Upon learning Mālik’s muder, Mu‘āwiya said, “‘Alī had got two arms one of which was ‘Ammār cut off in Siffīn and the other was Mālik cut off now.”[8] On the other hand, when Imām heard the news, sorrow was visible on his face for a number of days stating, “What good features Allāh had granted Mālik! Who Mālik really was! If a mountain, a great mountain he was. If a rock, a solid rock he was. O Mālik! By Almighty Allāh, over your demise many are grieved while many are thrilled. For such a person tears should be shed. Shall any one be ever re-born like Mālik?”[9]

Now Damascus had access to Egypt, agitated. It not only was adjacent to Damascus but also had many from among the ‘Uthmānids who could back the Damascus army. In addition, it was the time to fulfill the promise Mu‘āwiya had given to cunning ‘Amr Ibn ‘Ās, the governorship of Egypt. Muhammad Ibn Abī Bakr was the governor in Egypt then. ‘Amr Ibn ‘Ās who had led the Arabs’ army when conquering Egypt before advanced with a massive army. In a letter, he warned Muhammad to surrender if willing to remain secure. Another threatening letter was sent by Mu‘āwiya reading, he knew no other enemy for ‘Uthmān but Muhammad, so the time was ripe for a reprisal. Writing to Imām, he enclosed the two letters with his. Imām recommended him to resist and ordered him to send Kināna Ibn Bishr (allegedly the one who hit ‘Uthmān on the head with a mace[10]) to Damascus accompanied by an army but stay with another army in the city. Kināna left with two thousand soldiers and Muhammad stayed there on alert with the same number. In bravely clashes with Damascus army, Kināna along with his troops were martyred. Muhammad who was left all alone in Egypt took refuge in a ruined place. The commander of the vanguards in the army was Mu‘āwiya Ibn Khudaydj who traced Muhammad, beheaded him, set him inside a carcass and then burned it.[11] It was the policy that Mu‘āwiya and his followers pursued in martyring the divine figures under the pretext of ‘Uthmān’s murder.

As soon as Imām was told, he turned so gloomy that he made very pungent remarks addressing Kūfa people.

In his sermon, he pointed out, “It exceeded fifty days that I seek help. After such a long period the army recruited is the least mighty one.”[12]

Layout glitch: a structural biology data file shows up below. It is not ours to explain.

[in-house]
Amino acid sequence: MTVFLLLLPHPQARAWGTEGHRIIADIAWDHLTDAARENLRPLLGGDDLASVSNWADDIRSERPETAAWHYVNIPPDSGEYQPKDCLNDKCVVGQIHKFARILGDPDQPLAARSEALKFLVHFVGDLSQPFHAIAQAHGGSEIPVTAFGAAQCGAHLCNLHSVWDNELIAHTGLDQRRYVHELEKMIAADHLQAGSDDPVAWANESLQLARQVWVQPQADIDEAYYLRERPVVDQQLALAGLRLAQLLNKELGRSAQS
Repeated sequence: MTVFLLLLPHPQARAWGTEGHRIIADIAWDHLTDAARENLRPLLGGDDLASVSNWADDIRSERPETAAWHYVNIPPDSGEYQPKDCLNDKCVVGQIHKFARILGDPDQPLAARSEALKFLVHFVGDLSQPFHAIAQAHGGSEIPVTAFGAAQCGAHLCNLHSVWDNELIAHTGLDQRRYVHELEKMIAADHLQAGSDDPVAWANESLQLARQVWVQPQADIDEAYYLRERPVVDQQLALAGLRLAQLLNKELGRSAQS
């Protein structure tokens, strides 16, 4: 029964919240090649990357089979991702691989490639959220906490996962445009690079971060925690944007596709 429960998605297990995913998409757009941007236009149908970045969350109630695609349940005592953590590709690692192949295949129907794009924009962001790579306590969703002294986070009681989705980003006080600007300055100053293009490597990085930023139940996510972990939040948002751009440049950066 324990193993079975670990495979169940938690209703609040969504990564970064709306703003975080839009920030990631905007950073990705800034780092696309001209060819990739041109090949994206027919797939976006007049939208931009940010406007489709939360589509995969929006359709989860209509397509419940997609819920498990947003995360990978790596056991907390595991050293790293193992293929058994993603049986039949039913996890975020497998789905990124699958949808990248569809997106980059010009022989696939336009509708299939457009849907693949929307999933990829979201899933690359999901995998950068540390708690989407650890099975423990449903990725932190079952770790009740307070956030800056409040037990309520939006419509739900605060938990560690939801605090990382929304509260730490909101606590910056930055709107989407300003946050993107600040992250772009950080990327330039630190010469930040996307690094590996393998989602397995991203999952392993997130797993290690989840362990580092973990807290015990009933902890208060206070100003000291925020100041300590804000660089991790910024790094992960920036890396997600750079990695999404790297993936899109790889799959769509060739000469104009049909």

It was in this very sermon when Imām declaimed,
[ألا دين يجمعكم ألا حميّة تغضبكم؟[13 “Where is thy religion that prepares thee? Where is thy fervor that outrages thee? “

When asked for what his grief was Imām responded, “He was as dear as my sons”.[14] Suffering the loss of Muhammad Ibn Abī Bakr, one of his closest companions, as well as Egypt, Imām wrote to all Muslims in various spots recounting the agonies he had suffered since the Prophet’s departure. He, in the letter, referred to the unjust attitude that there had been concerning the Prophet’s household following his departure, nation’s allegiance, how Nākithīn breached their allegiance, how the war of Siffīn was waged and how the Khāridjites stood against him. Then touching upon the excuses people made he added, “What thou nagged was Blunt art our swords and blank art our quiver. No bayonets do our spears hast and sticks at what we call spears. Let us return to get prepared with the best of horses and weapons…’ I did order thee to dismount in Nukhayla, set up a camp and stay there on standby … A crowd of thee stayed with me making unjustifiable excuses and another group left me disobeying. Neither firm were those who stayed nor returned those who left. Once noticing the camp, less than fifty soldiers I found. I headed for Kūfa disappointedly but as yet, out hast thou never stepped. Why on earth thou keep waiting? A blind eye hast thou turned to that thy lands get shrunk, thy towns get occupied and my Shi‘ite Muslims get slayed? Not a border guard is seen on the borders but enemy’s.” Furthermore, Imām urged them to prepare against the rival.[15]